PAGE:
US Defense Chief Expresses Concerns About Security Contractors in Iraq
26 September 2007
U.S. Defense Secretary Robert Gates has dispatched a fact-finding team to Iraq because he is concerned about the oversight of private security contractors in the country. VOA correspondent Meredith Buel has details from Washington.
Pentagon Press Secretary Geoff Morrell says Secretary Gates began asking questions about the military's relationship with contractors after 11 Iraqis were killed in a shooting earlier this month involving the security firm Blackwater USA.
Iraqi officials have accused Blackwater security guards of opening fire and killing civilians, while the company says its employees, who were working for the State Department, were responding to an attack on an American diplomatic convoy.
Morrell says Secretary Gates has sent a five-man team to Iraq because he has concerns about the military's relationship with private companies that are providing security for the Pentagon, the State Department and other agencies. "He has some real concerns about oversight of contractors in Iraq. He is looking for ways to make sure we do a better job on that front," he said.
Morrell says the team will speak with top American commanders in Iraq and obtain additional information for Secretary Gates by the end of this week.
Morrell also says Deputy Defense Secretary Gordon England has issued a memorandum to commanders spelling out the authority they have to ensure that private contractors comply with U.S. rules and laws.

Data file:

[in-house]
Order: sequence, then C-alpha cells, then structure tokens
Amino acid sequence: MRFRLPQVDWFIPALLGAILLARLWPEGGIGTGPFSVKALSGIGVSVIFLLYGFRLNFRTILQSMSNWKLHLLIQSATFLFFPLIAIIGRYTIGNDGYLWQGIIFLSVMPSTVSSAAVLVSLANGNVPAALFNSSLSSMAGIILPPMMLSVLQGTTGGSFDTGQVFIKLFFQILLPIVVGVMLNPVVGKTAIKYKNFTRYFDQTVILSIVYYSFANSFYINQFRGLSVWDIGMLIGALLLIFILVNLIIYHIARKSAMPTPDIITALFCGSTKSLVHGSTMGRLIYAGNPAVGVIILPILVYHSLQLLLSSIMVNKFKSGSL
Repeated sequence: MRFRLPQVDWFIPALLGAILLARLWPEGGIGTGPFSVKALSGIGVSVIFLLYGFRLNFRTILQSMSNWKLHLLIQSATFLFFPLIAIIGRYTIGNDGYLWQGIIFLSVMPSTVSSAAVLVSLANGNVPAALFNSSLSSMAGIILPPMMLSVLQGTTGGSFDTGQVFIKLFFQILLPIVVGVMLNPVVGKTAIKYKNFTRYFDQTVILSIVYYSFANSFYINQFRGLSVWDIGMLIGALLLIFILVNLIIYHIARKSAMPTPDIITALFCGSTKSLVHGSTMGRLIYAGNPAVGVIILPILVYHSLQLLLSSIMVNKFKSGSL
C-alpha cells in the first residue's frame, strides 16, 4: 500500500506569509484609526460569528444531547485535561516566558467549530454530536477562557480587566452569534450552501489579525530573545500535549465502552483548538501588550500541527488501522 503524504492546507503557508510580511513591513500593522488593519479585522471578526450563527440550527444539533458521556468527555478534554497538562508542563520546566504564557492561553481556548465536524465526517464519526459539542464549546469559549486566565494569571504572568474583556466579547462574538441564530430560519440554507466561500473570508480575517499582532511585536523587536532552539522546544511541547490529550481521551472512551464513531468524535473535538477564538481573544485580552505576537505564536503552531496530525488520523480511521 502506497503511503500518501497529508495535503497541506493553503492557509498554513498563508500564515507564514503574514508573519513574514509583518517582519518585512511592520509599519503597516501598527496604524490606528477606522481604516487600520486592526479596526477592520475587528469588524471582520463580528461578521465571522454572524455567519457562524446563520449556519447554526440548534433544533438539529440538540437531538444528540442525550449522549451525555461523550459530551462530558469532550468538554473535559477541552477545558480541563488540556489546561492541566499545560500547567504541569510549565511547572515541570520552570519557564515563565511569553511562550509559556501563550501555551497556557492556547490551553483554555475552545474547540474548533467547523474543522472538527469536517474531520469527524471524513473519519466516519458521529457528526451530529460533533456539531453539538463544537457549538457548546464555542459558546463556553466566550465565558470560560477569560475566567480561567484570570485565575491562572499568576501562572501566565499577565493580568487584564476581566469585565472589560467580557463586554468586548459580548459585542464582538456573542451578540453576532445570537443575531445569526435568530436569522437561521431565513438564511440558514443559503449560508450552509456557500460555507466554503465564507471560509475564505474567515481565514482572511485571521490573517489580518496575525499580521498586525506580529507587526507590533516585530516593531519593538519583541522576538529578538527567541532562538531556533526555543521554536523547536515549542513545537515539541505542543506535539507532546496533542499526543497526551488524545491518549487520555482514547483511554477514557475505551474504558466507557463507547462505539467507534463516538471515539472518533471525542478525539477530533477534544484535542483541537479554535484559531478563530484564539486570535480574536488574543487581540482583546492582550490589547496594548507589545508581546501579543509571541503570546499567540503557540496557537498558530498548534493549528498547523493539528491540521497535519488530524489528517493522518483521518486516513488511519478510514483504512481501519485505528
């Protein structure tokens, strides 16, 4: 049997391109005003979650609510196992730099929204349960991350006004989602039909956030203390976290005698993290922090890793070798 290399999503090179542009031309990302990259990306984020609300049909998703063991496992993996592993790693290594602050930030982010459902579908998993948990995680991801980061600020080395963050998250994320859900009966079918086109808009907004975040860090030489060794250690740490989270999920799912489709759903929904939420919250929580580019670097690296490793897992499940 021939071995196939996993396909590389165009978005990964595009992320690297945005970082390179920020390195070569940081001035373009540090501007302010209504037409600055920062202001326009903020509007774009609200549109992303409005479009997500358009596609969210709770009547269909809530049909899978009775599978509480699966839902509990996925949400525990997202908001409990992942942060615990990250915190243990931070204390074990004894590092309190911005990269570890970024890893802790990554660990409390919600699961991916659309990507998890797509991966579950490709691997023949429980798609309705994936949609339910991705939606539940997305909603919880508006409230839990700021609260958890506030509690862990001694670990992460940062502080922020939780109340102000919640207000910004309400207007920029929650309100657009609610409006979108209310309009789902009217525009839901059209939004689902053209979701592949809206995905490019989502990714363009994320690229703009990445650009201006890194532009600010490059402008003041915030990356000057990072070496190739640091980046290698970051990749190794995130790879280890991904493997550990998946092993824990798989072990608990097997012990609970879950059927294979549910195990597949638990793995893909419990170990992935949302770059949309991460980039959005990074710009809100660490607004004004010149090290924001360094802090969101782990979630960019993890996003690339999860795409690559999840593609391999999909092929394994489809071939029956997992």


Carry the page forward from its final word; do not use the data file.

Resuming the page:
The memo tells commanders they have the authority to ensure that the employees of all security companies are approved and trained to carry weapons and that none has unauthorized arms or ammunition.
Security contractors operating in Iraq are immune from Iraqi law, but Morrell says they are not exempt from the U.S. justice system. "This notion that there are not authorities in place to deal with rogue contractors or contractors who are breaking the law is nonsense. We have the means to go after them through the Department of Justice. We have the means to go after them through military courts. Just because there has not been a prosecution brought does not mean the authority does not exist to deal with people who misbehave, who break the law," he said.
The Department of Defense says there are about 7,300 private contractors working for the Pentagon in Iraq. About 5,000 of them are guarding fixed sites of importance to the U.S. military or the Iraqi government.
Morrell says most of the contractors are in Iraq for patriotic reasons. "I don't want to leave anybody with the impression that there is a bunch of renegades running around Iraq breaking the law. By in large these are very responsible, patriotic people who have come to Iraq, not just for the economic opportunity, but because they believe in the mission and believe in helping the Iraqi people build their government," he said.
U.S. Secretary of State Condoleezza Rice has ordered a full review of how private security firms are operating in Iraq. Both nations have formed a joint commission to review security operations.
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